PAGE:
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A recent ruling by Santa Clara County Superior Court Judge Sunil Kulkarni awarded $92,000 in court costs and attorney fees to the First Amendment Coalition (FAC).

Who’s paying up? The City of Milpitas.

In 2017, FAC had filed a California Public Records Act (CPRA) request for documents from the City, but the City found itself in something of a legal paradox and was unable to readily comply. On the one hand, the Public Records Act legally compelled Milpitas to comply. On the other hand, Milpitas was under a court-approved restraining order that kept the documents under lock and key (more on that in a moment…).

The City, in other words, was damned if they did and damned if they didn’t.

“Although the City accepts Judge Kulkarni’s decision,” City officials wrote in a recent press release, “it respectfully disagrees with the ruling on FAC attorney fees, especially as the judge found that the City appropriately withheld documents subject to a legally binding temporary restraining order.”

The good news is, FAC originally went after about $300,000 in attorney fees. Judge Kulkarni, citing excessive legal work on the part of FAC’s team, trimmed that number down to approximately $90,000.

Just the same, FAC was pleased. Their Executive Director David Snyder said, “Judge Kulkarni’s order awarding FAC’s attorneys fees is further confirmation that the City should never have withheld these important records — and that Mr. Williams’ effort to prevent their release was misguided.”

He was speaking of Tom Williams, Milpitas’ ex-City Manager. The City’s legal dilemma got spurred in April of last year, when a series of CPRA requests came in regarding a City Council session about Williams that had taken place behind closed doors. Williams hit back with a “reverse-CPRA” to prevent the documents from seeing the light of day.

As the City makes clear, “We take our responsibility under the California Public Records Act very seriously.” However, if Milpitas didn’t comply with the reverse-CPRA order, they risked facing monetary sanctions. Come May of ‘17, when FAC came back requesting more documents, the City, stuck between a rock and a hard place, released some yet held back others.

That’s when FAC filed a lawsuit.

This past June, Judge Kulkarni validated the City’s choice to not disclose specific documents. Yet earlier this month, on October 4, the judge ordered Milpitas to cover FAC’s court costs (about $1,200) and attorneys fees (about $90,800). Likewise, Williams has to pay out $7,750 in court costs and attorneys fees.

Says the City, “In the interest of settling this matter now and allowing all parties to move forward without further distraction or incurring further legal costs, the City of Milpitas will not challenge this ruling despite our serious disagreement with it.”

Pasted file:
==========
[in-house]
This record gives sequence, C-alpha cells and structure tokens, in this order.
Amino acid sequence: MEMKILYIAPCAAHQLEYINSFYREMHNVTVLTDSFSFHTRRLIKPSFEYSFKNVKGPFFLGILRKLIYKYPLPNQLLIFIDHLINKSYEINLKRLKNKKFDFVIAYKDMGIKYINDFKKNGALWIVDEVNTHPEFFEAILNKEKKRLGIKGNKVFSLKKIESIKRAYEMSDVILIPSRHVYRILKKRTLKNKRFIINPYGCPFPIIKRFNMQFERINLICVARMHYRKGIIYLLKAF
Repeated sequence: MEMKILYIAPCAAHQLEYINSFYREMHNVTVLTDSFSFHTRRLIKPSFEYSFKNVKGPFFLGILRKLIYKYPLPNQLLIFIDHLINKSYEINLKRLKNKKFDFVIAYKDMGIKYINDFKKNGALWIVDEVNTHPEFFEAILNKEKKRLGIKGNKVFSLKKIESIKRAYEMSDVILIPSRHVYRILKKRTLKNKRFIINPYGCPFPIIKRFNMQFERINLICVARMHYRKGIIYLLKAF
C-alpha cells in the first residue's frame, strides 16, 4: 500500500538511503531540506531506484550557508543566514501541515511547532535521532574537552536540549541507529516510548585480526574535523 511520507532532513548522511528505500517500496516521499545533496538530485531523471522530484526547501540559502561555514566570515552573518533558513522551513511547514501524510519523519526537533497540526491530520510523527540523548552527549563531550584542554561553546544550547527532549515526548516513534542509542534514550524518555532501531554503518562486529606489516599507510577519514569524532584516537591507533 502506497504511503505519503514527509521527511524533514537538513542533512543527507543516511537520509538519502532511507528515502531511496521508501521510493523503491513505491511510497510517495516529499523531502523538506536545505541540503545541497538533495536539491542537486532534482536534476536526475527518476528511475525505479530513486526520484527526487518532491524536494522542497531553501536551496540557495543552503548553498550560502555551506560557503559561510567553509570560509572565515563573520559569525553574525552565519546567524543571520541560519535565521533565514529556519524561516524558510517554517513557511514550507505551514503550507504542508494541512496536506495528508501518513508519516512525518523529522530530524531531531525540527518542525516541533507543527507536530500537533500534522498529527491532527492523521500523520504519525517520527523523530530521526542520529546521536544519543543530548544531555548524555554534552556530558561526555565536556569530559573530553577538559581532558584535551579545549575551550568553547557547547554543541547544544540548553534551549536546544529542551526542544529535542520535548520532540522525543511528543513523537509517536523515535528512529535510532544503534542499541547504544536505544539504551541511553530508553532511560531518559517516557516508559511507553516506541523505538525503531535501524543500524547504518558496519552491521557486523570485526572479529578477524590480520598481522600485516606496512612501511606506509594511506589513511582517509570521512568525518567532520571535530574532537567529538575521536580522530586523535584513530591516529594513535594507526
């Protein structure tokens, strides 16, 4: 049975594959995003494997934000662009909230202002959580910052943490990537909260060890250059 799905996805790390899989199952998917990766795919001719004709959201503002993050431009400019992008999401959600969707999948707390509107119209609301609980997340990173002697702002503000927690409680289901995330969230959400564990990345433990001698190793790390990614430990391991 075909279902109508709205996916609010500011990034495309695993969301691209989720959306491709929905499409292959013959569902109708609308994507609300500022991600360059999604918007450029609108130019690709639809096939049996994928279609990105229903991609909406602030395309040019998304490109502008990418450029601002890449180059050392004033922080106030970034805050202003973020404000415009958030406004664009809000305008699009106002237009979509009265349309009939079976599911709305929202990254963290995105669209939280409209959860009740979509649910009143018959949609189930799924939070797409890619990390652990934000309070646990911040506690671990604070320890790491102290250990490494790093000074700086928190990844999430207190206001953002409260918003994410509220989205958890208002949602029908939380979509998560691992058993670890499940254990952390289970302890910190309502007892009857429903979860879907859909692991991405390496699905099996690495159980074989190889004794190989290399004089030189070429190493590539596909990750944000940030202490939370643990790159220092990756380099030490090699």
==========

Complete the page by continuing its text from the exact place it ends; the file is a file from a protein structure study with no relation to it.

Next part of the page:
In an email exchange with The Milpitas Beat, City Manager Julie Edmonds-Mares wrote, “The City has the option to appeal the decision pursuant to CRC 8.104(a)(1)(A)  within 60 days.”

The City of Milpitas does not plan to appeal.



Eric Shapiro
Eric Shapiro is a writer and filmmaker. He is the author of six critically acclaimed fiction books, among them the novella "It's Only Temporary" (2005), which appeared on Nightmare Magazine's list of the Top 100 Horror Books, and numerous short stories published in anthologies alongside work by H.P. Lovecraft, Ray Bradbury, Stephen King, Chuck Palahniuk, and many others. His nonfiction articles have been published on The Daily Dot, Ravishly, and The Good Men Project. His first feature film, "Rule of 3" (2010), won awards at the Fantasia International Film Festival and Shriekfest, and had its U.S. premiere at Fantastic Fest. His second feature film, "Living Things" (2014), was endorsed by PETA (People For The Ethical Treatment of Animals) and distributed by Cinema Libre Studio. In 2015, he won the 19th Annual Fade In Award for Thriller Screenplays. He was a founding partner of Ghostwriters Central, a writing and editing firm which received positive notices from The Wall Street Journal, Consumers Digest, and the TV program "Intelligence For Your Life." Eric has edited works published on The Huffington Post and Forbes, as well as two Bram Stoker Award-nominated novels.

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Comments (1)

  1. My comment is why I think Rich Tran got reelected. The first reason would be that Rich is honest. That description does not fit the other candidates. His motto Milpitas first whereas his opponents have a motto “me first. Everybody attacked Rich. Rich attacked nobody. He was to busy defending himself from everybody’s attacks.

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